Two years after Mayor Michael Bloomberg and the City Council overturned the city‘s term-limits law, the third-term mayor cast a ballot Tuesday in support of reinstating a limit at two consecutive four-year terms.
The electorate voted twice in the 1990s for a cap on two terms. On Tuesday, city voters will have yet another chance to make their voice heard on this issue. Some New Yorkers — most notably William Thompson, Bloomberg’s Democratic opponent in last year’s mayor’s race — called the mayor’s stance hypocritical and self-serving.
“I don’t think it’s hypocritical at all,” Bloomberg told The Wall Street Journal on Tuesday. “The public came to me and said that they wanted to, wanted me to change term limits, see if I could get term limits changed, serve another term,” he explained. “I said I’d be willing to spend four more years of my life helping the public and doing what I think is right so I leave my kids a better world. Did that.”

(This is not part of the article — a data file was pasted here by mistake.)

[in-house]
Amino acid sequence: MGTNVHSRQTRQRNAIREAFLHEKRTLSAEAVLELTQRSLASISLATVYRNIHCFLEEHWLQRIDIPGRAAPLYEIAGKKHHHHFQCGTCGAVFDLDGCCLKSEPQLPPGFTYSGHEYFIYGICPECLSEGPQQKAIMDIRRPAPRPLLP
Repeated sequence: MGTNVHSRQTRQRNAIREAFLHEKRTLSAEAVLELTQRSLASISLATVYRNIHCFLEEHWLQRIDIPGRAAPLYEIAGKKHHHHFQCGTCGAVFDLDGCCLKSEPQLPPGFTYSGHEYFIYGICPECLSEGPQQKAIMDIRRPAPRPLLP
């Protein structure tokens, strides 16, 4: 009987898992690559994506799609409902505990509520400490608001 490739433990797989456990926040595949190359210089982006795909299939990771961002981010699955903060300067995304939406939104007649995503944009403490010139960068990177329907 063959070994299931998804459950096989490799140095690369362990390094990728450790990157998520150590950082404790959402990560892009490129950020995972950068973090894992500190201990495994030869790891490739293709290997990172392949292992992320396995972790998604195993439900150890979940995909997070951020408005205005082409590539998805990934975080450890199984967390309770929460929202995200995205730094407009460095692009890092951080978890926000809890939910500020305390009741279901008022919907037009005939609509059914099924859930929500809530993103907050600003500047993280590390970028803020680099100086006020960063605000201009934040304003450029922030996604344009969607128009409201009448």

“But the public clearly wants to go back to two terms, and I said that it would be on the ballot. It is,“ he added. “The public has a chance to express themselves today. That’s what democracy is all about.”
By voting yes on the term-limits question, voters would be rolling back the law to cap elected officials’ service at two terms. A yes vote also would prohibit the City Council, in the future, from changing term-limits in any way that affects incumbents.
There is a controversial “grandfather” clause in the measure that allows elected officials currently in office to serve three terms, even if the public decides Tuesday to return the cap to two four-year terms, beginning with office holders elected this week.
If voters vote no on the term-limits question, the law will remain as is — a three-term cap.